Using a realist approach to evaluate smoking cessation interventions targeting pregnant women and young people

Authors: Douglas, F.C., Gray, D.A. and Van Teijlingen, E.R.

Journal: BMC Health Services Research

Volume: 10

eISSN: 1472-6963

DOI: 10.1186/1472-6963-10-49

Abstract:

Background. This paper describes a study protocol designed to evaluate a programme of smoking cessation interventions targeting pregnant women and young people living in urban and rural locations in Northeast Scotland. The study design was developed on so-called 'realist' evaluation principles, which are concerned with the implementation of interventions as well as their outcomes. Methods/design. A two-phased study was designed based on the Theory of Change (TOC) using mixed methods to assess both process and outcome factors. The study was designed with input from the relevant stakeholders. The mixed-methods approach consists of semi-structured interviews with planners, service providers, service users and non-users. These qualitative interviews will be analysed using a thematic framework approach. The quantitative element of the study will include the analysis of routinely collected data and specific project monitoring data, such as data on service engagement, service use, quit rates and changes in smoking status. Discussion. The process of involving key stakeholders was conducted using logic modelling and TOC tools. Engaging stakeholders, including those responsible for funding, developing and delivering, and those intended to benefit from interventions aimed at them, in their evaluation design, are considered by many to increase the validity and rigour of the subsequent evidence generated. This study is intended to determine not only the components and processes, but also the possible effectiveness of this set of health interventions, and contribute to the evidence base about smoking cessation interventions aimed at priority groups in Scotland. It is also anticipated that this study will contribute to the ongoing debate about the role and challenges of 'realist' evaluation approaches in general, and the utility of logic modelling and TOC approaches in particular, for evaluation of complex health interventions. © 2010 Douglas et al; licensee BioMed Central Ltd.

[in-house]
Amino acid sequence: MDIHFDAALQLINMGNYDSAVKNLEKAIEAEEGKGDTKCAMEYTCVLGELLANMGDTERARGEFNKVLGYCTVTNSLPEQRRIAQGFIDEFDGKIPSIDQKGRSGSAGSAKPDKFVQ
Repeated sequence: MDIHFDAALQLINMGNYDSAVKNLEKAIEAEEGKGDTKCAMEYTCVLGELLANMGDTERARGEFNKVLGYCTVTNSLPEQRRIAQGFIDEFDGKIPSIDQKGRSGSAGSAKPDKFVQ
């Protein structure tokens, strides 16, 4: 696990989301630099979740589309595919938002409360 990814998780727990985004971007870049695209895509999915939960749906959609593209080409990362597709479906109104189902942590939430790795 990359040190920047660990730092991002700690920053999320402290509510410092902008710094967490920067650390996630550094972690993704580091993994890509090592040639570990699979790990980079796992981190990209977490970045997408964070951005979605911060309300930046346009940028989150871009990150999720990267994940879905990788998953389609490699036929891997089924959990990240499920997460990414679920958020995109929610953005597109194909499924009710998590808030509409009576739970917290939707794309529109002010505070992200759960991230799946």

http://eprints.bournemouth.ac.uk/14551/

Source: Scopus

Using a realist approach to evaluate smoking cessation interventions targeting pregnant women and young people.